The free flow of market information is essential for the efficient operation of any economy and is, in principle, guaranteed by the application of Article 59 of the Treaty of Rome. However, differences in national legislation can sometimes inhibit the free flow of such information particularly where there is a simultaneous circulation of product and message, for example, in the advertising arena. It is feasible that two laws could apply to any infringement by the advertisement in question: the law of the country where it produces its effects, its so-called “country of destination”, and the law of the country where the advertisement was produced, its so-called “country of origin”. Since the law of an advertisement’s “country of origin” may be considerably less or more strict than the law of its “country of destination”, or vice-versa, it is easy to see how problems could develop.
To overcome this, the European Legislator has established Directive 2000/31/EC, commonly referred to as the E-Commerce Directive. The Directive has been implemented in Germany by the Act on a Legal Framework for Electronic Commerce (“the Act”), which has amended existing German legislation relating to teleservices.
The Act has implemented, into German national law, the principle of the “country of origin”. Under this principle, in certain cases, internet service providers established in a Member State of the European Union cannot be subject to law stricter than the law of the country of their establishment, that is their “country of origin”. In the case of internet advertisements, one would expect the country in which the consumer takes up the information, i.e. the advertisement’s “country of destination”, to apply its law. However, under the principle of the “country of origin”, the law of the “country of destination” may not be stricter than the law of the “country of origin”, the curious result being that an internet advertisement may be unlawful pursuant to the law of the “country of destination” but, since it is lawful pursuant to the law of “country of origin”, the “country of destination” will not be entitled to ban it. One will have to wait and see the extent to which service providers will move to those Member States with less stringent laws.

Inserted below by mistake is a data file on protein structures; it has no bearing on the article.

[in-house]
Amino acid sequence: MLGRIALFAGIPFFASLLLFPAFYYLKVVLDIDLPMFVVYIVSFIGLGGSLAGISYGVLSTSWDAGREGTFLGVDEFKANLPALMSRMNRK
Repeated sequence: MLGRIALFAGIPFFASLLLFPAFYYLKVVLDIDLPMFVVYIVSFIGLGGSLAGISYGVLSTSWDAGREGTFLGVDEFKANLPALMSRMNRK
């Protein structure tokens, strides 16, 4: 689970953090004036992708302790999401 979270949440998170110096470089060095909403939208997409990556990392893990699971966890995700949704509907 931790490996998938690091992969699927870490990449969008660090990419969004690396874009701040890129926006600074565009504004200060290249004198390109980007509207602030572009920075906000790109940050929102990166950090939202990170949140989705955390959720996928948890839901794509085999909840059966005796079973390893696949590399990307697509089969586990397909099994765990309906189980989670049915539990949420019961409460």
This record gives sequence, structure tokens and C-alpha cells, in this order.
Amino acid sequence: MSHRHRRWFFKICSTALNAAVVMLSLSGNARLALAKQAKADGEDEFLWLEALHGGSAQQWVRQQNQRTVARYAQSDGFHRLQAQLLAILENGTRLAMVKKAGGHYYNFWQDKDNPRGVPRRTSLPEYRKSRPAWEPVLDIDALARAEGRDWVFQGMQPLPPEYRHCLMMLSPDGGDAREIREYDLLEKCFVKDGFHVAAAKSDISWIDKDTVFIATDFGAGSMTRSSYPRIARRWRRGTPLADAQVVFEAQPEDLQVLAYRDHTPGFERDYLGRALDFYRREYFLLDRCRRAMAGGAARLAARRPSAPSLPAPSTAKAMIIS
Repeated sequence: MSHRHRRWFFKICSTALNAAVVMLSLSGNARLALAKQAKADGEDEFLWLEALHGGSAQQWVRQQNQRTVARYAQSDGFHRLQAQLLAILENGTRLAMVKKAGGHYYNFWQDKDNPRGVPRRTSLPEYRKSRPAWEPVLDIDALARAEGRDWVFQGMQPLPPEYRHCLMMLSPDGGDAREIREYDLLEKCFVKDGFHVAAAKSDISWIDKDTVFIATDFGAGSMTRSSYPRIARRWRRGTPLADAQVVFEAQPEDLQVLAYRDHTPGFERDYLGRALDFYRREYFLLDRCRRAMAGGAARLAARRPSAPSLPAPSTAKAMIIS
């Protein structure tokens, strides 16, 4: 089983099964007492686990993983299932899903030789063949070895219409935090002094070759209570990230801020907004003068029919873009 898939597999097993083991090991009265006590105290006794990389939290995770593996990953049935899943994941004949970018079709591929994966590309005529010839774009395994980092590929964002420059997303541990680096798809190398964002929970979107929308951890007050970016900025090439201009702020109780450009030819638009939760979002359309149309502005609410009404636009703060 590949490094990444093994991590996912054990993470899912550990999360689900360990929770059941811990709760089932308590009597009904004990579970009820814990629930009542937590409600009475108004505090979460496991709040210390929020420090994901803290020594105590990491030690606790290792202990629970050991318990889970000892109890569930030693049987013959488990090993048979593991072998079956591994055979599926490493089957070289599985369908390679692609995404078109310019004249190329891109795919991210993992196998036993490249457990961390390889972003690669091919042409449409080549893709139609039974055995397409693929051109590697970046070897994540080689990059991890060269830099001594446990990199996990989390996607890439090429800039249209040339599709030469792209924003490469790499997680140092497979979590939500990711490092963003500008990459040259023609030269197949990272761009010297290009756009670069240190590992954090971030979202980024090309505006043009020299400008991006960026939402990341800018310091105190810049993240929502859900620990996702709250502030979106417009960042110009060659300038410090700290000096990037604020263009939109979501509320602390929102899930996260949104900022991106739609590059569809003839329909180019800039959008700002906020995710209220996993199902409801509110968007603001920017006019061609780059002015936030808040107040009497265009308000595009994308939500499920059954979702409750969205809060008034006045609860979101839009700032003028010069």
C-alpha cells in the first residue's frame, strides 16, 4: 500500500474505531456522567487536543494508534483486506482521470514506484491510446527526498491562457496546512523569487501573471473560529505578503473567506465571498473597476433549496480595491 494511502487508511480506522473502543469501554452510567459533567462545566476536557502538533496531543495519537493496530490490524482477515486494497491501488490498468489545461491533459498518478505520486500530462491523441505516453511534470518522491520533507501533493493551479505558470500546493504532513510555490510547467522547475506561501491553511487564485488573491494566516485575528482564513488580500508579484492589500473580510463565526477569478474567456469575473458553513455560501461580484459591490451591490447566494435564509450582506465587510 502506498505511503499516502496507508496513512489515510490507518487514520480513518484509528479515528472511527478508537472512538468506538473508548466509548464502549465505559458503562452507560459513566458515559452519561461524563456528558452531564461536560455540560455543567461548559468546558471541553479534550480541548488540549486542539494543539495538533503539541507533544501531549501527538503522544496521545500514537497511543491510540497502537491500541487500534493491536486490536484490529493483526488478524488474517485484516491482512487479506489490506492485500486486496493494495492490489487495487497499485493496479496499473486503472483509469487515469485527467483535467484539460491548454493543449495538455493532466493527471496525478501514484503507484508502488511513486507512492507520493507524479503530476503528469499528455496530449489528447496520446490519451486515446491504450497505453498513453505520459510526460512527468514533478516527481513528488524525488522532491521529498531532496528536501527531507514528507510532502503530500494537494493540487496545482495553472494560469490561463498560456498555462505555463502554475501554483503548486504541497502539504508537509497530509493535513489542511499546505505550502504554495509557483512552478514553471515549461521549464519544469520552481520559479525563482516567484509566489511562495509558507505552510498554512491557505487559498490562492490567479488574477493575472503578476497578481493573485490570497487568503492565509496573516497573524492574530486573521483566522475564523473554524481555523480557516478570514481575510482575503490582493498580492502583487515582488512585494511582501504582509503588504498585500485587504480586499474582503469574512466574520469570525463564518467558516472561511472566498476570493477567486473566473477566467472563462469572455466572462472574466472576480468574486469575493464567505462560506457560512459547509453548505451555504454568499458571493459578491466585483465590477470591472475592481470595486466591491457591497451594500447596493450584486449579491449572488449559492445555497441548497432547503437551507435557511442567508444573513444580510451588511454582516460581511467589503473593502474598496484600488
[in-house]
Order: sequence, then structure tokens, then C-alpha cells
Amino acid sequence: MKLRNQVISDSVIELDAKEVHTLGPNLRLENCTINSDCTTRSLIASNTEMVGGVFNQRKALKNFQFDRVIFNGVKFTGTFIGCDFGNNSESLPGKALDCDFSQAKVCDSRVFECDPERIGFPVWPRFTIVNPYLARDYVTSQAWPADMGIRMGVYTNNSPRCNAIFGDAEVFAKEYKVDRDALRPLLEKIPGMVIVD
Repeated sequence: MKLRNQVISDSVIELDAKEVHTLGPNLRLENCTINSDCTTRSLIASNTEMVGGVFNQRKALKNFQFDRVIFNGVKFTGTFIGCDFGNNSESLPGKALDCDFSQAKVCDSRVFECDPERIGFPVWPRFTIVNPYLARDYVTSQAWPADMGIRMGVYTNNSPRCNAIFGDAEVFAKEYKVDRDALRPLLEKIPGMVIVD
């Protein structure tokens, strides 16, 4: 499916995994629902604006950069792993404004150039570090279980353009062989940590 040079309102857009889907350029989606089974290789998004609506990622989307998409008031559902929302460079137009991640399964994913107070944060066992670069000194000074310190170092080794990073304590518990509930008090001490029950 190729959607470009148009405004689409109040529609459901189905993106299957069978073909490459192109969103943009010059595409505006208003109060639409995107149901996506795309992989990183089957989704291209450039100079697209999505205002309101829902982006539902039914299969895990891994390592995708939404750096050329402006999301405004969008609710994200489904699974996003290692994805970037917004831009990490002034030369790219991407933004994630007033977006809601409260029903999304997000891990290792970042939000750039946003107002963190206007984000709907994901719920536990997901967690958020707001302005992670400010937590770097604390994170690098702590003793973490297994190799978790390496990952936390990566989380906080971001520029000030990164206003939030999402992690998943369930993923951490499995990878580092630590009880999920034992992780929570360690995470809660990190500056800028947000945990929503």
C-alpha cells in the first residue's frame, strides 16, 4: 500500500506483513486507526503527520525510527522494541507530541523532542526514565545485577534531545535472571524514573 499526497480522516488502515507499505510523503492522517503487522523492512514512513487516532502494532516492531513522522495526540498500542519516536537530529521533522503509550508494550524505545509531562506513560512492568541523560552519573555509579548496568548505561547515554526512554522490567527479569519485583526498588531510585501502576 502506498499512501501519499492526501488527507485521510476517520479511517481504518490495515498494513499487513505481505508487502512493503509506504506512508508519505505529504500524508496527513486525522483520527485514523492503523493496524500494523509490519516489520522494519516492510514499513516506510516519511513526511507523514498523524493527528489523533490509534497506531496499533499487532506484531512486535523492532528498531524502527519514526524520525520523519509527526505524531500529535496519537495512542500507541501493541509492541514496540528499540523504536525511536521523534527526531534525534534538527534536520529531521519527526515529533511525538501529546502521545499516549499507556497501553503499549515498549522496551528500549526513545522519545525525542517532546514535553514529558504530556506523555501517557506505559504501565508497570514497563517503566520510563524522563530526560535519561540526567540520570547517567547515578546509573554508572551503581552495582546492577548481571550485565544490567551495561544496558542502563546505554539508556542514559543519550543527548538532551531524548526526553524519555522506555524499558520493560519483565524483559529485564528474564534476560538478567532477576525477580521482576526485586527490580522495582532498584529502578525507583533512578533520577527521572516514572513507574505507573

This principle could provoke a “race to the bottom”, i.e. moves by Member States to relax any laws which could imply domestic discrimination. The German legislator has abolished the laws governing discounts and bonuses. The law of discounts (which placed restrictions on discounts to consumers) had been unique to Germany. The obvious difficulty was that German service providers were bound to the stringent German law of discounts whereas service providers from other Member States were able to apply the law pertaining to their home country, which, in most cases, was less stringent. This resulted in a competitive disadvantage to German service providers.
The German legislator has taken significant steps towards harmonisation, but differences between national legislation still exist and consequently, so does the risk of domestic discrimination. The principle does not apply without exception. If the activity threatens to seriously prejudice consumer interests, then the Act against Unfair Competition will still have to be observed. Hence, the application of national law depends on how seriously consumer interests are affected which is sure to cause uncertainty as each case will involve a consideration of whether consumer interests have been affected and how seriously.
Under the draft of the revised version of the German Unfair Competition Act, adopted on May 7, 2003 (not yet decided by the parliament), though omitting the regulation on seasonal, jubilee and clearance sales, these special events will be subject to a ban on misleading advertising. Any advertisement will therefore still be subject to these stricter requirements.
Furthermore, the principle of “country of origin” does not apply if the parties have validly agreed that a particular law, other than the law of the “country of origin” is to apply, therefore careful consideration ought to be given to the principle when contracts are being negotiated. The same holds true in respect of real estate contracts subject to certain formal requirements and industrial property rights (trade marks, patents etc). The same advertising - infringing unfair trade and trade mark law - could therefore be subject to two different laws: whereas the trade mark infringement would have to be sued in Germany, the infringement of unfair trade would have to conform to the respective law of country of origin.
It is also important to note that the principle is only applicable to on-line commerce and not traditional commerce. Hence, the legal evaluation of unfair trade could be separated though referring to the same facts.
It is clear that the European market has not yet been fully harmonised and many gaps still exist. However, harmonisation should not come at the expense of lower standards of protection. On the contrary, it may be that those jurisdictions with a more liberal view may have to accept that they need to adopt more stringent measures not only to support the economy’s competitiveness but also to sustain consumer interests.